Boys take backseat to racing for female trio
Most Saturday nights you won't find Brandy Thaggard, Rosie McLain and Tiffany Simmons at the typical teenage hangout.
You'll find them at the Butler County Motorsports Park instead.
You won't find them in the stands, either. You'll find them behind the wheels of their front-wheel drive Hogg division cars.
Racing isn't just a hobby for all three. It's a passion.
"I want to be buried in my race car," Thaggard said. "Can they do that?"
"I want to marry my race car," Simmons responded.
So while the girls are in front seat of their cars, boys sometimes have to take a backseat.
"We lose more boyfriends because of racing," explained Simmons.
And that doesn't seem to be a concern for any of the teenagers. In fact Simmons' current boyfriend is now a fellow driver.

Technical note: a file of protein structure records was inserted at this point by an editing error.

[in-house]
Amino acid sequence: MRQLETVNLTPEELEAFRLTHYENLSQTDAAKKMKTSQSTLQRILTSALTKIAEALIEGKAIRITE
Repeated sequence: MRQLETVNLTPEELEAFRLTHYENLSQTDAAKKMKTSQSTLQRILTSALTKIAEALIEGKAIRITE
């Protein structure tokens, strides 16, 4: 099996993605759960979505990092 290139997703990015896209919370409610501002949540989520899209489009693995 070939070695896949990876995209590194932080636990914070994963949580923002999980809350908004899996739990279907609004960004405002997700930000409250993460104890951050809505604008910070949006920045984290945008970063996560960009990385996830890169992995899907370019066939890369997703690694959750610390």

They still chase the boys. Only the chase is to pass them while they race for the checkered flag.
Being a female on the race track has had its advantages, too.
"Sometimes I flirt with (the men), so that way they take it easy with me on the track," McLain said. "It works most times. Only it doesn't work like it used to since I started winning."
The trio swept the feature race two weeks ago.
"It felt great," McLain said. "It was neat for people to see that a girl can (race) just like a guy."
While all three race on the dirt track outside of Greenville, McLain is the only licensed driver of the trio.
Simmons will get her license in September and Thaggard will get her license in March.
But racing comes naturally for all three. The teenagers practically grew up on the dirt track.
McLain has family in racing, Thaggard's father raced and her grandfather owns the Butler County dirt track. Simmons' father was a dirt track racer and her uncle is a drag racer.
"It's the rush and excitement of getting in that race car and putting the pedal to the floor," Thaggard said.
Even at the ages of 15 and 16, the girls have become role models for the younger girls who come to the track to watch them race.
"It's a nice feeling when you have other young girls come up to you and say they want to do the same thing I do when they get older," Simmons said. "I makes you feel good that they are in the stands cheering for you."